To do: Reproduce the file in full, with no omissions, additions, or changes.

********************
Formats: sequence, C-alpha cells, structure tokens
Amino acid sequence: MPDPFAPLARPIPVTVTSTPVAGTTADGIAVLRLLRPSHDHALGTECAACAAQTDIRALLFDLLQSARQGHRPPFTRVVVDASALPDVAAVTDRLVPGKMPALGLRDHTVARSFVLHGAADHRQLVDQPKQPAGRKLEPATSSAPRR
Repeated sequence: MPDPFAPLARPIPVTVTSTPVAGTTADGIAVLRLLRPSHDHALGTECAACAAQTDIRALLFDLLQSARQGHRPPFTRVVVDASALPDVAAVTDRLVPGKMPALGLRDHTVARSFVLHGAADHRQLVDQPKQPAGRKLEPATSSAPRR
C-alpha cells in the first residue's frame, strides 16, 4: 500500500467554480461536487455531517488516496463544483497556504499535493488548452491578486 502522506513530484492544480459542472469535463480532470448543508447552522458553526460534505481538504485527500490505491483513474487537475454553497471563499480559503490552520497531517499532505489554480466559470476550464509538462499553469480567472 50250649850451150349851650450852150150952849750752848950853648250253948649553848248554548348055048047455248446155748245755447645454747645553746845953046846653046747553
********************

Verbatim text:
Formats: sequence, C-alpha cells, structure tokens
Amino acid sequence: MPDPFAPLARPIPVTVTSTPVAGTTADGIAVLRLLRPSHDHALGTECAACAAQTDIRALLFDLLQSARQGHRPPFTRVVVDASALPDVAAVTDRLVPGKMPALGLRDHTVARSFVLHGAADHRQLVDQPKQPAGRKLEPATSSAPRR
Repeated sequence: MPDPFAPLARPIPVTVTSTPVAGTTADGIAVLRLLRPSHDHALGTECAACAAQTDIRALLFDLLQSARQGHRPPFTRVVVDASALPDVAAVTDRLVPGKMPALGLRDHTVARSFVLHGAADHRQLVDQPKQPAGRKLEPATSSAPRR
C-alpha cells in the first residue's frame, strides 16, 4: 500500500467554480461536487455531517488516496463544483497556504499535493488548452491578486 502522506513530484492544480459542472469535463480532470448543508447552522458553526460534505481538504485527500490505491483513474487537475454553497471563499480559503490552520497531517499532505489554480466559470476550464509538462499553469480567472 50250649850451150349851650450852150150952849750752848950853648250253948649553848248554548348055048047455248446155748245755447645454747645553746845953046846653046747553